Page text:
TORONTO (Reuters) - Canada’s ruling Conservatives retain a strong lead over their opponents, making it unlikely their minority government will face an election soon, according to a poll published on Saturday.
The Nanos Research survey put the Conservatives at 38 percent, down 1.8 percent from a poll conducted by the same firm about a month earlier. The opposition Liberals also saw their support fall by 1.2 percent to 28.8 percent.
Gains were made by the smaller left-leaning New Democrats, which had 17.9 percent support, the separatist Bloc Quebecois with 9.3 percent, and the Green Party with 5.9 percent.
Nanos said 34.8 percent of Canadians thought Stephen Harper, now in the office, makes the best prime minister among party leaders. Liberal leader Michael Ignatieff was in second place with 17.7 percent. This represents the widest gap between the two since Ignatieff became leader of the Liberal Party, it said.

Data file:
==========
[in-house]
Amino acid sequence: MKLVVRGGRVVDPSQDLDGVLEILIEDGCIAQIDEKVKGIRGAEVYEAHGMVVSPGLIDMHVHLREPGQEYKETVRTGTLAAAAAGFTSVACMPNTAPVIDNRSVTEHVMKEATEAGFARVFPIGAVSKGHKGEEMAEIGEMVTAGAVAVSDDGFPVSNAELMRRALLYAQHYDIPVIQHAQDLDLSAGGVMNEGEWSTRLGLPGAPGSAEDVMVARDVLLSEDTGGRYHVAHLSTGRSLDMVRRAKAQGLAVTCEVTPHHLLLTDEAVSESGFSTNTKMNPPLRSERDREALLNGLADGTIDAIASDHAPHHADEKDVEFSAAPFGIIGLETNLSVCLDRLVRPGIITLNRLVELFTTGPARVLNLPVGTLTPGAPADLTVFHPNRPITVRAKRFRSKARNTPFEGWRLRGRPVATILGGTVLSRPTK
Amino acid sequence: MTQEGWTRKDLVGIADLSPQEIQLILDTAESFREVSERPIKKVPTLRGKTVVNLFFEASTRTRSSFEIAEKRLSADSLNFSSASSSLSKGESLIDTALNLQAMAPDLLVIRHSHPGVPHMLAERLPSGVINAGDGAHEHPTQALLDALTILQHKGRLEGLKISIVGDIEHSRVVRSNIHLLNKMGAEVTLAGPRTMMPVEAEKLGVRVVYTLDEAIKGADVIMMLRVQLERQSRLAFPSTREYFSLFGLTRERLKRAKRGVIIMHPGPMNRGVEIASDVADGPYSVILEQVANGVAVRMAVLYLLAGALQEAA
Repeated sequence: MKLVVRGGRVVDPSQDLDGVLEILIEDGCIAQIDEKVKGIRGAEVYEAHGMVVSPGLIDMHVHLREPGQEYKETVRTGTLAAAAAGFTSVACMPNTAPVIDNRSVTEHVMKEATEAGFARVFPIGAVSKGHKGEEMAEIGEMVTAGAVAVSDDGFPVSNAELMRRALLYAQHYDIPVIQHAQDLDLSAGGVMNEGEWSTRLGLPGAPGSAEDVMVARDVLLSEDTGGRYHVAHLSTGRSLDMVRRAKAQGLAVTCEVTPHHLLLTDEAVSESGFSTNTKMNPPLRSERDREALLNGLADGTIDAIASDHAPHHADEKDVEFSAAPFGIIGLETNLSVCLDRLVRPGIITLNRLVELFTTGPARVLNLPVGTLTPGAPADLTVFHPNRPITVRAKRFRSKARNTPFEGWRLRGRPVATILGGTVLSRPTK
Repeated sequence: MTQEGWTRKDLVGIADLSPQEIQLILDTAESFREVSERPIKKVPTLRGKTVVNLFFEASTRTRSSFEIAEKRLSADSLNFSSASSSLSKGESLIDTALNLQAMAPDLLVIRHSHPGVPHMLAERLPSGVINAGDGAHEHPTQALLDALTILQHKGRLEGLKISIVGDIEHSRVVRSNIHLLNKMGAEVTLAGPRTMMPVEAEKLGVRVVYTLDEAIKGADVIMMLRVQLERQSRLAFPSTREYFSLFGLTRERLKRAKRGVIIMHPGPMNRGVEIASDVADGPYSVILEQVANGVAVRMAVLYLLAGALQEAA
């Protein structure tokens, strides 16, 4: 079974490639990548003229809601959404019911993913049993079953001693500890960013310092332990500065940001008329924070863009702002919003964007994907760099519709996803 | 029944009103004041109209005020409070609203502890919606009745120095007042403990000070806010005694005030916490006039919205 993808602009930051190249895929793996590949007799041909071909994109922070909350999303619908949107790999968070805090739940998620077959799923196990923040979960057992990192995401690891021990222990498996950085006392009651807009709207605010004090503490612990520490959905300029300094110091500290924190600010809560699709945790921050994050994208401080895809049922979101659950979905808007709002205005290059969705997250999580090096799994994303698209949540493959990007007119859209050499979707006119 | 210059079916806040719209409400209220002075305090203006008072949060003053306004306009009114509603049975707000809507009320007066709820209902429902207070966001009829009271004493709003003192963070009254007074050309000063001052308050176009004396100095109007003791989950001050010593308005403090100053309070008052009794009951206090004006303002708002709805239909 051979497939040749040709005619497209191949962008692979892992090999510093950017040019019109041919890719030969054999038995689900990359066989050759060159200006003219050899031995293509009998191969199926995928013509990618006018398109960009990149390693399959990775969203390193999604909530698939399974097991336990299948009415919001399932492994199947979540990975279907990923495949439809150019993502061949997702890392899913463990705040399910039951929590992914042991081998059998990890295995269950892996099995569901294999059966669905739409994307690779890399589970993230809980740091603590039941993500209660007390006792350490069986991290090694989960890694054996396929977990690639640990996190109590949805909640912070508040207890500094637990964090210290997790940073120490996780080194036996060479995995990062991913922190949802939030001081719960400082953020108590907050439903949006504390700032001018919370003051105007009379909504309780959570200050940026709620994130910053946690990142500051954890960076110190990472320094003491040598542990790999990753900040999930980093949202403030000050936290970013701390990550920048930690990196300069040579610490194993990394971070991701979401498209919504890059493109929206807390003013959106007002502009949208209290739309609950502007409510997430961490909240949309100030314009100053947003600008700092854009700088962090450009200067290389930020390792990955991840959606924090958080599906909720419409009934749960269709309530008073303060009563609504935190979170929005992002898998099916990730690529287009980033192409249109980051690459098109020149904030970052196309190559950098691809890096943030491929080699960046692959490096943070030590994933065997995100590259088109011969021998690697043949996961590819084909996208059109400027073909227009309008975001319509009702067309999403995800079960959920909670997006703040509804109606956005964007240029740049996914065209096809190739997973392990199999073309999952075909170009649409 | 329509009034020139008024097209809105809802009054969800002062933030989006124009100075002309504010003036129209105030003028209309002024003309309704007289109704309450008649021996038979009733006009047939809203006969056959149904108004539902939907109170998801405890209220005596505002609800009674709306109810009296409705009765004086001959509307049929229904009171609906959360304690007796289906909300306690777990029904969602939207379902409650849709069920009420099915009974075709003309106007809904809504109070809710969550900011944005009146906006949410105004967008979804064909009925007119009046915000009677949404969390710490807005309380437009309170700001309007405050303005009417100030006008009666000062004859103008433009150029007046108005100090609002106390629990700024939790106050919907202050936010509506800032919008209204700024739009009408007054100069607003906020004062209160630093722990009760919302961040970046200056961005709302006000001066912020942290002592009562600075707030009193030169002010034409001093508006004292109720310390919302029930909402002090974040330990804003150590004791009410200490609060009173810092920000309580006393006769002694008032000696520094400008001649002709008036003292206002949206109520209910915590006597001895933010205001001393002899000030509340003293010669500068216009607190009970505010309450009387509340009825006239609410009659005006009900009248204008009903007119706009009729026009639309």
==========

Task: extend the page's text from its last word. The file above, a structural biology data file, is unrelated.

The polling firm said that while Conservative support is stronger, “it is difficult to take advantage of it politically because of the Harper communications mantra that ‘this isn’t a good time for an election.'”
“Likewise, with a defeat in parliament at the hands of the opposition parties not imminent, it is hard for the Tories to plead the instability or unworkability of parliament,” the firm added.
The Conservatives won a strengthened minority government in October 2008. Opposition parties have kept a close eye on the polls as they contemplate triggering fresh elections.
The Nanos poll of 1,005 adults was carried out from November 7 to November 10 and is considered accurate to within 3.1 percentage points, 19 times out of 20.
Reporting by Jeffrey Hodgson, editing by Vicki Allen